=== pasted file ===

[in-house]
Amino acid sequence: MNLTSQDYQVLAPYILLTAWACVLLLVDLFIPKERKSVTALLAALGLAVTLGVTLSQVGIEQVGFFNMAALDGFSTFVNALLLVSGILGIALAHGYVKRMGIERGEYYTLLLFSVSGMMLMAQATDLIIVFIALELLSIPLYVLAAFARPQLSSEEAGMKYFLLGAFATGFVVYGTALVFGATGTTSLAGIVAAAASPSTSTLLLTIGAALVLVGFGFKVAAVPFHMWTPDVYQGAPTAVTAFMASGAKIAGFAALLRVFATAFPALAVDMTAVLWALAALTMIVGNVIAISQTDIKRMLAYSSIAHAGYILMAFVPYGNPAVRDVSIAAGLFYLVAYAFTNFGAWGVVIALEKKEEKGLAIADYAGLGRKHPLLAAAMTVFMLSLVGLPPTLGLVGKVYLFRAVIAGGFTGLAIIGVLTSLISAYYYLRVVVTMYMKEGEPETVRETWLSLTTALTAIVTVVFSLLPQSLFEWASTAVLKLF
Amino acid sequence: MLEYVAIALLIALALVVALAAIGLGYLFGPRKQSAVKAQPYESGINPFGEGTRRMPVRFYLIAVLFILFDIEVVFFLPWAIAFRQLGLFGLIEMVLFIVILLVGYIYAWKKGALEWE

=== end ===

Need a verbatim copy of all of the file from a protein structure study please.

[in-house]
Amino acid sequence: MNLTSQDYQVLAPYILLTAWACVLLLVDLFIPKERKSVTALLAALGLAVTLGVTLSQVGIEQVGFFNMAALDGFSTFVNALLLVSGILGIALAHGYVKRMGIERGEYYTLLLFSVSGMMLMAQATDLIIVFIALELLSIPLYVLAAFARPQLSSEEAGMKYFLLGAFATGFVVYGTALVFGATGTTSLAGIVAAAASPSTSTLLLTIGAALVLVGFGFKVAAVPFHMWTPDVYQGAPTAVTAFMASGAKIAGFAALLRVFATAFPALAVDMTAVLWALAALTMIVGNVIAISQTDIKRMLAYSSIAHAGYILMAFVPYGNPAVRDVSIAAGLFYLVAYAFTNFGAWGVVIALEKKEEKGLAIADYAGLGRKHPLLAAAMTVFMLSLVGLPPTLGLVGKVYLFRAVIAGGFTGLAIIGVLTSLISAYYYLRVVVTMYMKEGEPETVRETWLSLTTALTAIVTVVFSLLPQSLFEWASTAVLKLF
Amino acid sequence: MLEYVAIALLIALALVVALAAIGLGYLFGPRKQSAVKAQPYESGINPFGEGTRRMPVRFYLIAVLFILFDIEVVFFLPWAIAFRQLGLFGLIEMVLFIVILLVGYIYAWKKGALEWE